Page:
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Client questioning invoices

Client questioning invoices

Several months back I had setup the accounting software for a new shop and integrated with their till system. There were other accounting related tasks.   

I  have worked with them in the past and had a very good relationship with  them.  I have done premlinary work with them as well without charge. I did't know how long the work would take hence charged an hourly rate.  

I billed them on a monthly basis and since there were a new business I had give them time to pay.  Suddenly they went to a new accountant without informing me.  After sending the invoices to them several times they are questioning the charge saying the new accountants would have charged a lot less for the work and onlly accepted the hourly rate as they didn't have a benchmark against.   Invoices are around 6 months overdue.

I have tried to be fair and not bill all my time as they were regularly sending messages etc since they do not understand anything about accounting/tax.  The engagement letter and detailed invoice has been quite clear about the charging on an hourly rate.

This is the first client that has ever questioned my fees and have a dilemna reduce the fees and take the hit which would be annoying so I have gone out of my way to help them or possibly takem the to court which is just hassle and time consuming with having to gather all the evidence.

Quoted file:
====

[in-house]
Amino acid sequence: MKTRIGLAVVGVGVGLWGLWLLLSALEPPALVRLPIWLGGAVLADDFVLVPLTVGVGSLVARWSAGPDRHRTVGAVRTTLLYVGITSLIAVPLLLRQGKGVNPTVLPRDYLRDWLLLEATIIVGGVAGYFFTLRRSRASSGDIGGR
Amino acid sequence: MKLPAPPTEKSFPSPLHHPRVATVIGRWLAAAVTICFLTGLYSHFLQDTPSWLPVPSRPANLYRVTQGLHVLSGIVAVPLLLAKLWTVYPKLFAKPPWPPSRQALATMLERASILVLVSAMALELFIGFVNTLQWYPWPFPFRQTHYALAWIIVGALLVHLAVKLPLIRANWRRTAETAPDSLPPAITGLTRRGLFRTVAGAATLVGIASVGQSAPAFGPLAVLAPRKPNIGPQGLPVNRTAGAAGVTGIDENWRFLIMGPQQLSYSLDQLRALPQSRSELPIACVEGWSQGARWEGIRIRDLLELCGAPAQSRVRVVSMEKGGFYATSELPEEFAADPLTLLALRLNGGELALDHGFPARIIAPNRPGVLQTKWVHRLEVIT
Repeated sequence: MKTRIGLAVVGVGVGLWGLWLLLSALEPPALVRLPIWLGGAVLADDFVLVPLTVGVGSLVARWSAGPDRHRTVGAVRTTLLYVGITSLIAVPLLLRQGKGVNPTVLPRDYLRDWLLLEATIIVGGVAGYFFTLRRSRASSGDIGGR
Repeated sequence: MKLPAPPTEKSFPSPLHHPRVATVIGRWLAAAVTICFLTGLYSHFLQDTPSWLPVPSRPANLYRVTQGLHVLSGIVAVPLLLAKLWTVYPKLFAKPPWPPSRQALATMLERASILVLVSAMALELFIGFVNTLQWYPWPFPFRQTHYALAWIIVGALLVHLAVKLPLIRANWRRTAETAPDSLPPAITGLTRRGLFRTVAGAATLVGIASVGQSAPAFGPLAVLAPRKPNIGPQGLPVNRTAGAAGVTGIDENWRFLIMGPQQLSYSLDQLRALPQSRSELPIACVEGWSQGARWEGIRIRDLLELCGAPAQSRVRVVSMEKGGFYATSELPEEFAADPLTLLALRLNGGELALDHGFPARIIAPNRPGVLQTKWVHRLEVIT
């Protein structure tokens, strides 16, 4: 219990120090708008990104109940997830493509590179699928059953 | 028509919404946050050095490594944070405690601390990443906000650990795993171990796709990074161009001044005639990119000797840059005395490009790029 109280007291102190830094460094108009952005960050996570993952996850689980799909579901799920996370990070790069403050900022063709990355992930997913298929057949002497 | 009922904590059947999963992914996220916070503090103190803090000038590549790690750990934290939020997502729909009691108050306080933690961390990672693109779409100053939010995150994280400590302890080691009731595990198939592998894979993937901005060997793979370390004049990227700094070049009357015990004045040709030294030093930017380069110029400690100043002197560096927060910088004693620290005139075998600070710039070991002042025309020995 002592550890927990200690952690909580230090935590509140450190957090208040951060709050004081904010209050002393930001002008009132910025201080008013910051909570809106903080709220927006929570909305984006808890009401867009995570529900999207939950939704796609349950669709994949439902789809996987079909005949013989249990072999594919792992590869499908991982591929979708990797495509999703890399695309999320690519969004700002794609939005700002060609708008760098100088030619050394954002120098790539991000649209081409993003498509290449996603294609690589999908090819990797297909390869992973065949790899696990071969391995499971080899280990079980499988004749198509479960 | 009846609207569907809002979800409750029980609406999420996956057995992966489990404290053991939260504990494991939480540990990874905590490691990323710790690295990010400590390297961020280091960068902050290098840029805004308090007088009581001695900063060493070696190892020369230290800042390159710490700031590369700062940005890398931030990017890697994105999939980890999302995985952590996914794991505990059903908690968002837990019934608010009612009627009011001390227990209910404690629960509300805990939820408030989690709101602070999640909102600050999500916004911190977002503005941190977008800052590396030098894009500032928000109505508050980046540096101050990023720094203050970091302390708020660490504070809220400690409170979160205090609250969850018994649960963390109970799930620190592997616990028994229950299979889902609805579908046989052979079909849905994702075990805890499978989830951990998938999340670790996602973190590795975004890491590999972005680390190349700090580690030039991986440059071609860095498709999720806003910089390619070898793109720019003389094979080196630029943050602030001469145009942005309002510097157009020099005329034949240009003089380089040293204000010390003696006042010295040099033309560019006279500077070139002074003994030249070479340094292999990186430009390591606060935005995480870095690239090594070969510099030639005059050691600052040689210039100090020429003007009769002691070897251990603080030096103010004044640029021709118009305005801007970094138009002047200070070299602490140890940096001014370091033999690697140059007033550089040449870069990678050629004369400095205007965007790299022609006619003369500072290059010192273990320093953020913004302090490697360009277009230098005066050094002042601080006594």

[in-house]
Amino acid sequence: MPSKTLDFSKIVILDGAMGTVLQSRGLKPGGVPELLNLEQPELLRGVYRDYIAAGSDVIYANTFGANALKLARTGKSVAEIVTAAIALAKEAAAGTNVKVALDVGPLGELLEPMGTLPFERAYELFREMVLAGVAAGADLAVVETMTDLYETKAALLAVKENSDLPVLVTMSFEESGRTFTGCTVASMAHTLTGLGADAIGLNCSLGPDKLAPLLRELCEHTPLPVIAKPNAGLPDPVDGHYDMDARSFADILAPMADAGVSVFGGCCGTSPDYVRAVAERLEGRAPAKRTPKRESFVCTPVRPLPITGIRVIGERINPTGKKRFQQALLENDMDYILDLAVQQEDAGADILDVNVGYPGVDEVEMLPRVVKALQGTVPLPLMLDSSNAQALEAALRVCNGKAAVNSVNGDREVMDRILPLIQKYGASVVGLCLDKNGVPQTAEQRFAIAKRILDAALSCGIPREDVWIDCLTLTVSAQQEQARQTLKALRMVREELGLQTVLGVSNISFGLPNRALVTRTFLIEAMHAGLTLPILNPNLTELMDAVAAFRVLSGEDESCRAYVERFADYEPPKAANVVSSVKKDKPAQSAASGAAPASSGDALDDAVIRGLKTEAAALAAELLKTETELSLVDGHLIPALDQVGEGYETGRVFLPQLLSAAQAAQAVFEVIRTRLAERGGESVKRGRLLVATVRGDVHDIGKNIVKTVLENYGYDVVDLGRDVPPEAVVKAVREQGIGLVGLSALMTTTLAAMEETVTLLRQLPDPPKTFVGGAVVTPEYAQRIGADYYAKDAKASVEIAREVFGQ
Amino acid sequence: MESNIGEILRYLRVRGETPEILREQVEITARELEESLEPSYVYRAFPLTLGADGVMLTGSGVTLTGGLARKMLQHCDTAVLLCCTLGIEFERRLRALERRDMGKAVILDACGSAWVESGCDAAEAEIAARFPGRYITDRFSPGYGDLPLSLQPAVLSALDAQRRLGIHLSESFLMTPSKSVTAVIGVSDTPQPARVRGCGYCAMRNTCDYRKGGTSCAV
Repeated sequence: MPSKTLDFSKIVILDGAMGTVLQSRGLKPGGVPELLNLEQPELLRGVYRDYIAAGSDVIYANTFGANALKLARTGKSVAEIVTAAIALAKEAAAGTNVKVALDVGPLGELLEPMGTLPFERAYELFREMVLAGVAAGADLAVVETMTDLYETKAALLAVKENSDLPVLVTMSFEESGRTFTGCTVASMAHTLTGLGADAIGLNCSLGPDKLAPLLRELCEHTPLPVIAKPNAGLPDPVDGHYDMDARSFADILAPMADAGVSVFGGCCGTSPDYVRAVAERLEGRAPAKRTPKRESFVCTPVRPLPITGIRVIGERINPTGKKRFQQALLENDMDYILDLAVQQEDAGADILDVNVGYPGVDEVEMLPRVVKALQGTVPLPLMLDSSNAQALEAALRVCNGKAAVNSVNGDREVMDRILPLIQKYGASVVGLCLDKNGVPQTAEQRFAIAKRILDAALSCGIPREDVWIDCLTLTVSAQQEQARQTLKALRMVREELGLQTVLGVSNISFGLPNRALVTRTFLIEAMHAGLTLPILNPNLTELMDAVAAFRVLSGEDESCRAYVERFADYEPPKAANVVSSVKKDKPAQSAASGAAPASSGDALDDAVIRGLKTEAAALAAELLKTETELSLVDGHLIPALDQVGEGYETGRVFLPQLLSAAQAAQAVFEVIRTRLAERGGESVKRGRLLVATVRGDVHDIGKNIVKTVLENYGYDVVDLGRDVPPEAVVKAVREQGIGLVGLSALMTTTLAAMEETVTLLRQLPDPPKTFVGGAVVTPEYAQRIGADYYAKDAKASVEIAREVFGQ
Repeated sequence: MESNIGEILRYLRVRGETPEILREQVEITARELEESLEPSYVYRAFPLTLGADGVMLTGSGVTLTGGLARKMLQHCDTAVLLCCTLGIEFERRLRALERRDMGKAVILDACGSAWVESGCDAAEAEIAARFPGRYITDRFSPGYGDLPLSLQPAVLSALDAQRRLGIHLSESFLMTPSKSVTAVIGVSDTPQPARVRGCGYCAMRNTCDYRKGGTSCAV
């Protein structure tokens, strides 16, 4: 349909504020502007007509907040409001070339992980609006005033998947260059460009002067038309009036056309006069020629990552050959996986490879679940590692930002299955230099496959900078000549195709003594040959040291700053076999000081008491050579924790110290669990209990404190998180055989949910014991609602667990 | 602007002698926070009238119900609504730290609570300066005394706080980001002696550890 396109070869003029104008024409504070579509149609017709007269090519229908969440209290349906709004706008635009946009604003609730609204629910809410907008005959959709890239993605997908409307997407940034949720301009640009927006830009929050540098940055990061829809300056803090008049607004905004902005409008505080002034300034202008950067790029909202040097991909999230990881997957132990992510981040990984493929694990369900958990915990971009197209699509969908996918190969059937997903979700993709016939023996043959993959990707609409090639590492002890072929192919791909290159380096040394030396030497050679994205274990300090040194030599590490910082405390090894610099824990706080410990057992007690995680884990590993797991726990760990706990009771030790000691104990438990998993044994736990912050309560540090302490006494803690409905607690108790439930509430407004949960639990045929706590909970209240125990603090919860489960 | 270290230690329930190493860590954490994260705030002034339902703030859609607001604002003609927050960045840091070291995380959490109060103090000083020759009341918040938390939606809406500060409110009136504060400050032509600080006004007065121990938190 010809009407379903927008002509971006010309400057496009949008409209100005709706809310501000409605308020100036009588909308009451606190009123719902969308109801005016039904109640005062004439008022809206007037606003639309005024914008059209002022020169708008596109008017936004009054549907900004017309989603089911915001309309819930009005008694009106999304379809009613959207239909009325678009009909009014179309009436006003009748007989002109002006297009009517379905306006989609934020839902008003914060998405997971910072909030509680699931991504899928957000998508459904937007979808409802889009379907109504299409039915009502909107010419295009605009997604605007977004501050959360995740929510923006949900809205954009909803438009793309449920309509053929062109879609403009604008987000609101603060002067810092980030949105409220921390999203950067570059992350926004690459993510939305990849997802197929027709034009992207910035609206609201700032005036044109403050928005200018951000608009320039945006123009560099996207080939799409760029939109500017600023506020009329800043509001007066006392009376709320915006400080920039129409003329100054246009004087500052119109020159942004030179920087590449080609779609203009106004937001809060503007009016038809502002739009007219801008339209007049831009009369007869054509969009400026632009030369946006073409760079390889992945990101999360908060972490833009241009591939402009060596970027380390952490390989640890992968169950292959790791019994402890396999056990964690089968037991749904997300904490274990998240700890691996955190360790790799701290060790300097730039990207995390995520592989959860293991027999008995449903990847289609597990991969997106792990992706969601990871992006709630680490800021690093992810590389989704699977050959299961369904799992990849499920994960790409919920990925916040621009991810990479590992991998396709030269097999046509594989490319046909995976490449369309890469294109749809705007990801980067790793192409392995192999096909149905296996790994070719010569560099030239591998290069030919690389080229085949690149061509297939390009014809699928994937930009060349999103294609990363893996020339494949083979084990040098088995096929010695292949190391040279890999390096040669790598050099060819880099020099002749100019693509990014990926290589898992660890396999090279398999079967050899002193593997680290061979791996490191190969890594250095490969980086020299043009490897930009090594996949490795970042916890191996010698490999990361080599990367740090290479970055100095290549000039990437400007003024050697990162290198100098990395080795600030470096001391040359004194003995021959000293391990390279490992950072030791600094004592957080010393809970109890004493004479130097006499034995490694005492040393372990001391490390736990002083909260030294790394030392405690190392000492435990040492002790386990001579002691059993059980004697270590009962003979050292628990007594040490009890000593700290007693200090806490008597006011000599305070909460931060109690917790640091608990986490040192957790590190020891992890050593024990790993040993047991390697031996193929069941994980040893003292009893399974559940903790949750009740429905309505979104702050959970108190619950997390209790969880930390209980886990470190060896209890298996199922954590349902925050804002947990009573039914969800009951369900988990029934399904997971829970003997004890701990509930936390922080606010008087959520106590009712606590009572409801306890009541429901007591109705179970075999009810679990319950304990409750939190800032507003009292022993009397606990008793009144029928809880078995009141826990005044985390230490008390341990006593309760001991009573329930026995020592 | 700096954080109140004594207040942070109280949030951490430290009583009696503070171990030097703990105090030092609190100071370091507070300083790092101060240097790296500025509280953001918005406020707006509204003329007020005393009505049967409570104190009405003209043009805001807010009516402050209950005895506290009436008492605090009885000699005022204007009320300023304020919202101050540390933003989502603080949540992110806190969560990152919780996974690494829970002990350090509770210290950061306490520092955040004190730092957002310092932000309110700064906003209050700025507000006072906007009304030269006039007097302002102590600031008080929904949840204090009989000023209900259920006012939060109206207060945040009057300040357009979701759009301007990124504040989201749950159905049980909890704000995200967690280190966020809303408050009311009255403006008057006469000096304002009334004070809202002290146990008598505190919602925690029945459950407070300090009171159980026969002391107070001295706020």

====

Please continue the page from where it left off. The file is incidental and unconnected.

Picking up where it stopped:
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09th Nov 2018 12:24

If they accepted the hourly rate, and you billed them based on that, and can account for all the hours you're billing them for, then it would appear they just don't want to pay.

You have no obligation to reduce your fees and provided you have evidence to back up the assertions made can pursue it through the usual legal means, if it's worth it to you to do so.

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09th Nov 2018 13:18

Tough one and, at the end of the day, it's a judgment call how far you take it.

But I'd probably pass it to the Court. After all, the defendants may not challenge it. They may not feel it's worthwhile either.

If they do, you can always offer a settlement out of court. Or not. Depending on your perception of the strength of your case.

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By norstar
09th Nov 2018 13:32

We have a clause in our Engagement letter than we'll carry out work up to a certain value unless they request a lower limit. Make sure your Engagement letters are watertight on fees and then in my view, why would you not enforce the debt if you feel there's a realistic possibility of extracting the money if awarded it. You've entered a contracted relationship, done the work, so you deserve it!

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09th Nov 2018 13:58

Did they let you carry on doing this work *after* they'd received the first invoice. It strikes me that the very latest time they should be querying this is straight away, the first time they receive one of these invoices for extra work. Waiting for months and only then querying the charges is a nonsense.

It is easy for a new accountant to claim that they wouldn't have charged for the extra work. It is a cost-free claim for them to make, that they can make without evidence.

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to TomMcClelland
09th Nov 2018 15:18

Yes they did crib over one invoice a few months ago then heard nothing since so I imagine they just decided to move to new accountants at that stage